Raleigh, N.C. – In the election for North Carolina’s 50th Senate District seat, Democratic incumbent John Snow and Republican challenger Jim Davis are virtually tied according to a new SurveyUSA poll released today by the Civitas Institute.
According to the poll of 350 registered voters, 44 percent said that if the election for state senator were held today they would vote for Davis. Forty-three percent said they would vote for Snow, and 13 percent said they were undecided.
“From these results, it appears Sen. John Snow is going to be in a dogfight for reelection in this critical swing district,” said Civitas Institute Senior Legislative Analyst Chris Hayes. “This district will be a battleground district for control of the NC Senate.”
Senate District 50 is rated an R+6 district on Civitas’ NC Partisan Index, meaning it leans heavily Republican. For more information on the NCPI, click here.
Davis’s slight lead is remarkable given his very low name identification in the district with only 18 percent of voters having an opinion of him (11 percent favorable, 7 percent unfavorable). Conversely, Sen. Snow is quite well known in the district, with 34 percent of voters having a favorable opinion, 21 percent with an unfavorable opinion.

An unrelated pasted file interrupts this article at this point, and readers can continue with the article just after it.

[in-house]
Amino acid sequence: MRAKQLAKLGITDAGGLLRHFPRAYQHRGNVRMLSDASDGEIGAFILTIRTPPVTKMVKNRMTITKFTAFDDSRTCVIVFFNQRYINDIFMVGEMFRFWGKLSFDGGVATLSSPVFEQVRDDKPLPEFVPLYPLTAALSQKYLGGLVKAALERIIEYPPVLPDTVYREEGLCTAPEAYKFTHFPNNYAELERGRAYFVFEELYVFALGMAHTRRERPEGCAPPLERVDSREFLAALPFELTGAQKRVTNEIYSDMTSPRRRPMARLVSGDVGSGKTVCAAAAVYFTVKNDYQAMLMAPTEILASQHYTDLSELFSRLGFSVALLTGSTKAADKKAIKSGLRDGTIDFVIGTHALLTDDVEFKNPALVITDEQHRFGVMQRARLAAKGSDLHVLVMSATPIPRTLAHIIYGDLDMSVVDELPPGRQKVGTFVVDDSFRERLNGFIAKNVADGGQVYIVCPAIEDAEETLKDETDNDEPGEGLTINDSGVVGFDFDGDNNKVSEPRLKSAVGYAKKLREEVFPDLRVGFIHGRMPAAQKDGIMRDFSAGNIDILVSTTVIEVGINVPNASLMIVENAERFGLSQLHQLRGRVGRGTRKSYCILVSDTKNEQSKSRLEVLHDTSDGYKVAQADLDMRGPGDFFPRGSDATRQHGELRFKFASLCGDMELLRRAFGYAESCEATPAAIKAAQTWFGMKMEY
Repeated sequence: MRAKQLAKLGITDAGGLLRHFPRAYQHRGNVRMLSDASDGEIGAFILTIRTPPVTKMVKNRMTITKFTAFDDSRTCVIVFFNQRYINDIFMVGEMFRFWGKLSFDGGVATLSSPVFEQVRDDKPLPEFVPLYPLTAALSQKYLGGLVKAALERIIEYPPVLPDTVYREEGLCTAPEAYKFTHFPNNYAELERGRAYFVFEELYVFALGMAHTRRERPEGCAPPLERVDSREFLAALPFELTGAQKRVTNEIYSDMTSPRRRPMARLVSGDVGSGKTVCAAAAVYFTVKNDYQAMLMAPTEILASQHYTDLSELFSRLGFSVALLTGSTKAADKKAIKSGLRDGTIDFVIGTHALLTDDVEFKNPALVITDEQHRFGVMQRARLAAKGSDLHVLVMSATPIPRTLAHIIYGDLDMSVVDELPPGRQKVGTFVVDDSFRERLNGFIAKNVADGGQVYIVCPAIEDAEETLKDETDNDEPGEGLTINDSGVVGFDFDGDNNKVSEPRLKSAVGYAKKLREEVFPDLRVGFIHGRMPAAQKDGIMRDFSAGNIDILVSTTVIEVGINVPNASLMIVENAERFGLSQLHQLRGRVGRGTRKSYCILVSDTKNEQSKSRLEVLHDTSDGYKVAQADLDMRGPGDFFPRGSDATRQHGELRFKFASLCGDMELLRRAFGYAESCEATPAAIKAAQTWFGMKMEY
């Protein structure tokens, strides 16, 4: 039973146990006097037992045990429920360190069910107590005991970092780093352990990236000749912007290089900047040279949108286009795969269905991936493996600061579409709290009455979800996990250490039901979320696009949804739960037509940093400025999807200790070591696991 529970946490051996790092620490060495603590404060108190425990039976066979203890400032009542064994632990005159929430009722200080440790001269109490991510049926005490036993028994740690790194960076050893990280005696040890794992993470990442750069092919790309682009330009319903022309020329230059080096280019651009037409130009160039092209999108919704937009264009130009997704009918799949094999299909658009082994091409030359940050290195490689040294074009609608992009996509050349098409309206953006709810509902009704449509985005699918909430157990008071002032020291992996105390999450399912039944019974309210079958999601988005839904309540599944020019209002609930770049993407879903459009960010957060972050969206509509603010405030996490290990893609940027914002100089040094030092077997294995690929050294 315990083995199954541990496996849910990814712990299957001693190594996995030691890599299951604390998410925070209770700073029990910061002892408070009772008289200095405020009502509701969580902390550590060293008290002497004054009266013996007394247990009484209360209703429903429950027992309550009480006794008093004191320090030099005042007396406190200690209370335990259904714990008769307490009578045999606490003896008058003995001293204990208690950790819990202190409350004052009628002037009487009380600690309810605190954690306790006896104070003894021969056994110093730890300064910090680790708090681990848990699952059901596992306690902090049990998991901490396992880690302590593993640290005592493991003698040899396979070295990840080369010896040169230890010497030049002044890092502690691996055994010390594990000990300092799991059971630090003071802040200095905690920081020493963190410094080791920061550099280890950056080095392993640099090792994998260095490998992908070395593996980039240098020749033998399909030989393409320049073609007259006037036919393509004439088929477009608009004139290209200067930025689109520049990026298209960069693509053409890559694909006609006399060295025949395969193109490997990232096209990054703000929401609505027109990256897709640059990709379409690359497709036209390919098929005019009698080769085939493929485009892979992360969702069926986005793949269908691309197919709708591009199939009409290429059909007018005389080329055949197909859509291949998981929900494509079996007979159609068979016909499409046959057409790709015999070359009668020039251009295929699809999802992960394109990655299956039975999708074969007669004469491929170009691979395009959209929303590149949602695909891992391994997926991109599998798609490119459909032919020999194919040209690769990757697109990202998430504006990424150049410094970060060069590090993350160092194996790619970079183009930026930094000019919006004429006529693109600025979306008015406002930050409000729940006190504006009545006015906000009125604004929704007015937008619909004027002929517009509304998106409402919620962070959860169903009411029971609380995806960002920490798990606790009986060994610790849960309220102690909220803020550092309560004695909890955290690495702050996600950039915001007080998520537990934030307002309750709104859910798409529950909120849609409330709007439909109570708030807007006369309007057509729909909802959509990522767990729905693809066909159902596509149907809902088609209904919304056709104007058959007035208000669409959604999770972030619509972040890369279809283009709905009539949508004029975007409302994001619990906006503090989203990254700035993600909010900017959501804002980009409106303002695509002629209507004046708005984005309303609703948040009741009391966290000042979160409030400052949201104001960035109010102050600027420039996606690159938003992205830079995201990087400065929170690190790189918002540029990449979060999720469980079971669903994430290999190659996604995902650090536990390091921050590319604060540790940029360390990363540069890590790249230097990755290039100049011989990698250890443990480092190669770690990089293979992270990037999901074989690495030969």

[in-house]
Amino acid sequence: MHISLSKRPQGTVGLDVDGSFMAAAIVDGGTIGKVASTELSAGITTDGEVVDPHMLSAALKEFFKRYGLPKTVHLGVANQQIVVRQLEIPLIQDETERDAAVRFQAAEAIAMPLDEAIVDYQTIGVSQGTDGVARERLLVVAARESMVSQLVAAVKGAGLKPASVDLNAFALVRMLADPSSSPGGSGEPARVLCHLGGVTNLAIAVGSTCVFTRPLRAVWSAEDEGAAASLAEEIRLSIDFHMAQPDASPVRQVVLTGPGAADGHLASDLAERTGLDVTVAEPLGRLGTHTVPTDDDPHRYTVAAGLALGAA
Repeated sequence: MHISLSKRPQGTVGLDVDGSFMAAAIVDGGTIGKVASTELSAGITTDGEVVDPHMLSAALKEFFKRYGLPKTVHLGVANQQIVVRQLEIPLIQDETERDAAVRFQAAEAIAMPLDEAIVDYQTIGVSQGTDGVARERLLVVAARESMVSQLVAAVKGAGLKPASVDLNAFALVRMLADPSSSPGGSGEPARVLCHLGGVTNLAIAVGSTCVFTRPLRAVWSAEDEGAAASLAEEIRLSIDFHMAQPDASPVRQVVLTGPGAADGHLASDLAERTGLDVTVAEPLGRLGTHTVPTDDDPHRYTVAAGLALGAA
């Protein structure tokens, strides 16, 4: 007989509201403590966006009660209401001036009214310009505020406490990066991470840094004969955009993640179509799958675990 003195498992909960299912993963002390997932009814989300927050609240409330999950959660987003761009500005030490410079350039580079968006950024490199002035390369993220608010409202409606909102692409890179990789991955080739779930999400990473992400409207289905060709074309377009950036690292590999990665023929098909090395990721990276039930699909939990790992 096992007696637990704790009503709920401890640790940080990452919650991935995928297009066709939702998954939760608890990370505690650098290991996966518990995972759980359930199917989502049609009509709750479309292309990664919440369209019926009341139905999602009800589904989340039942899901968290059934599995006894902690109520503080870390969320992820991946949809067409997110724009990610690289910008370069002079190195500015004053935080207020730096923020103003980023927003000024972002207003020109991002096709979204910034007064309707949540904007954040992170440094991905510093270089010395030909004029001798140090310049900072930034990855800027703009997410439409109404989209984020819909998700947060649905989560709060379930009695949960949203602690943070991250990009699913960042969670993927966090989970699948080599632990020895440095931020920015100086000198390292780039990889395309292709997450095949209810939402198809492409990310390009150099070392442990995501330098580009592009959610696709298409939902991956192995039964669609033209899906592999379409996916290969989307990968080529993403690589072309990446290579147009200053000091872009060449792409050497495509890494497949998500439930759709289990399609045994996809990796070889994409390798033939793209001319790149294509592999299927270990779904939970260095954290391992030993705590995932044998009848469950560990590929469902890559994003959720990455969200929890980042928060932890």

Analyzing the generic ballot, respondents were asked if the election were held today, would they be voting for the Republican or Democratic candidate for state Legislature. Among all respondents, regardless of their likelihood to vote, Republicans were favored over Democrats by a 50-36 percent margin. Fourteen percent of voters said they were undecided.
For full results and crosstabs from the poll, click here.
The survey of 350 registered voters was taken May 9-11 by SurveyUSA on behalf of the Civitas Institute using the Interactive Voice Response (IVR) method. It carries a margin of error of 4.9%.
This SurveyUSA poll was conducted by telephone in the voice of a professional announcer. Respondent households were selected at random, using Random Digit Dialed (RDD) sample provided by Survey Sampling, of Fairfield CT. All respondents heard the questions asked identically. Where necessary, responses were weighted according to age, gender, ethnic origin, geographical area and number of adults and number of voice telephone lines in the household, so that the sample would reflect the actual demographic proportions in the population, using most recent U.S.Census estimates. In theory, with the stated sample size, one can say with 95% certainty that the results would not vary by more than the stated margin of sampling error, in one direction or the other, had the entire universe of respondents been interviewed with complete accuracy. There are other possible sources of error in all surveys that may be more serious than theoretical calculations of sampling error. These include refusals to be interviewed, question wording and question order, weighting by demographic control data and the manner in which respondents are filtered (such as, determining who is a likely voter). It is difficult to quantify the errors that may result from these factors. Fieldwork for this survey was done by SurveyUSA of Clifton, NJ